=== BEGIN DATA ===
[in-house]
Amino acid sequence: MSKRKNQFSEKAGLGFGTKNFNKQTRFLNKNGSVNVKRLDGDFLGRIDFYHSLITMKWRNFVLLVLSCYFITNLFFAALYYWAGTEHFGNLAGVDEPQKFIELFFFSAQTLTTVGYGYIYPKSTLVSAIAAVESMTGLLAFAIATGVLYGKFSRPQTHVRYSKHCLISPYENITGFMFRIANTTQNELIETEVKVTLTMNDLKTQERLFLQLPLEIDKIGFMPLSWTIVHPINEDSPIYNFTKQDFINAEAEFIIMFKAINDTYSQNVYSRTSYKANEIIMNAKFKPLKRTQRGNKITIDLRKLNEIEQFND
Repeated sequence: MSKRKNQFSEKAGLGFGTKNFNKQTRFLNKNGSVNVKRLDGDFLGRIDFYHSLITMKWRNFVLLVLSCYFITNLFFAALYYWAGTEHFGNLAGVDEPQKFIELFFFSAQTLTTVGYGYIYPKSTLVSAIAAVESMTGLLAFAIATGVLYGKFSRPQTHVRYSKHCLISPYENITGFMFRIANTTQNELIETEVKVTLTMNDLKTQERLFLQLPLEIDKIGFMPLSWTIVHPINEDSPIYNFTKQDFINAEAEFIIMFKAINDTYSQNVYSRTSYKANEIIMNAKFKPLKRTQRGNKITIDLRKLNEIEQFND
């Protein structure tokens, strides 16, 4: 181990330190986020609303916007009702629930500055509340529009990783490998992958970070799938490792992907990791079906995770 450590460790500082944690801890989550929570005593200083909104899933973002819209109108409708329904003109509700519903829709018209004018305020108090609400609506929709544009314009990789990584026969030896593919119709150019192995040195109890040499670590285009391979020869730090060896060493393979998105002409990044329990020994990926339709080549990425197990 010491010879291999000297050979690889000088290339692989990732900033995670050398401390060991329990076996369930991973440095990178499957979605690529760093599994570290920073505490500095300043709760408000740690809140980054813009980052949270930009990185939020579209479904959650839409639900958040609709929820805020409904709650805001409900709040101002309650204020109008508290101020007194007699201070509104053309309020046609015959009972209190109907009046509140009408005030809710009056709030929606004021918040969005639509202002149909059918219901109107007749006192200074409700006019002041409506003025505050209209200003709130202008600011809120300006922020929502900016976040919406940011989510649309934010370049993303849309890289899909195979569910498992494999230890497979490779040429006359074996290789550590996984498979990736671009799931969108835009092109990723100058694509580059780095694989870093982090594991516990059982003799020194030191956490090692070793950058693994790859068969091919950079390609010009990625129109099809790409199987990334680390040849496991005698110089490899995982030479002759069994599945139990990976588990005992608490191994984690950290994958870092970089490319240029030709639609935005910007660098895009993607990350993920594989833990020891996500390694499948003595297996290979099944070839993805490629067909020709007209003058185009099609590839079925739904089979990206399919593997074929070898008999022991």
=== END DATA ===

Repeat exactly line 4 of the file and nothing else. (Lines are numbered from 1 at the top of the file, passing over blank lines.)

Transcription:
């Protein structure tokens, strides 16, 4: 181990330190986020609303916007009702629930500055509340529009990783490998992958970070799938490792992907990791079906995770 450590460790500082944690801890989550929570005593200083909104899933973002819209109108409708329904003109509700519903829709018209004018305020108090609400609506929709544009314009990789990584026969030896593919119709150019192995040195109890040499670590285009391979020869730090060896060493393979998105002409990044329990020994990926339709080549990425197990 010491010879291999000297050979690889000088290339692989990732900033995670050398401390060991329990076996369930991973440095990178499957979605690529760093599994570290920073505490500095300043709760408000740690809140980054813009980052949270930009990185939020579209479904959650839409639900958040609709929820805020409904709650805001409900709040101002309650204020109008508290101020007194007699201070509104053309309020046609015959009972209190109907009046509140009408005030809710009056709030929606004021918040969005639509202002149909059918219901109107007749006192200074409700006019002041409506003025505050209209200003709130202008600011809120300006922020929502900016976040919406940011989510649309934010370049993303849309890289899909195979569910498992494999230890497979490779040429006359074996290789550590996984498979990736671009799931969108835009092109990723100058694509580059780095694989870093982090594991516990059982003799020194030191956490090692070793950058693994790859068969091919950079390609010009990625129109099809790409199987990334680390040849496991005698110089490899995982030479002759069994599945139990990976588990005992608490191994984690950290994958870092970089490319240029030709639609935005910007660098895009993607990350993920594989833990020891996500390694499948003595297996290979099944070839993805490629067909020709007209003058185009099609590839079925739904089979990206399919593997074929070898008999022991």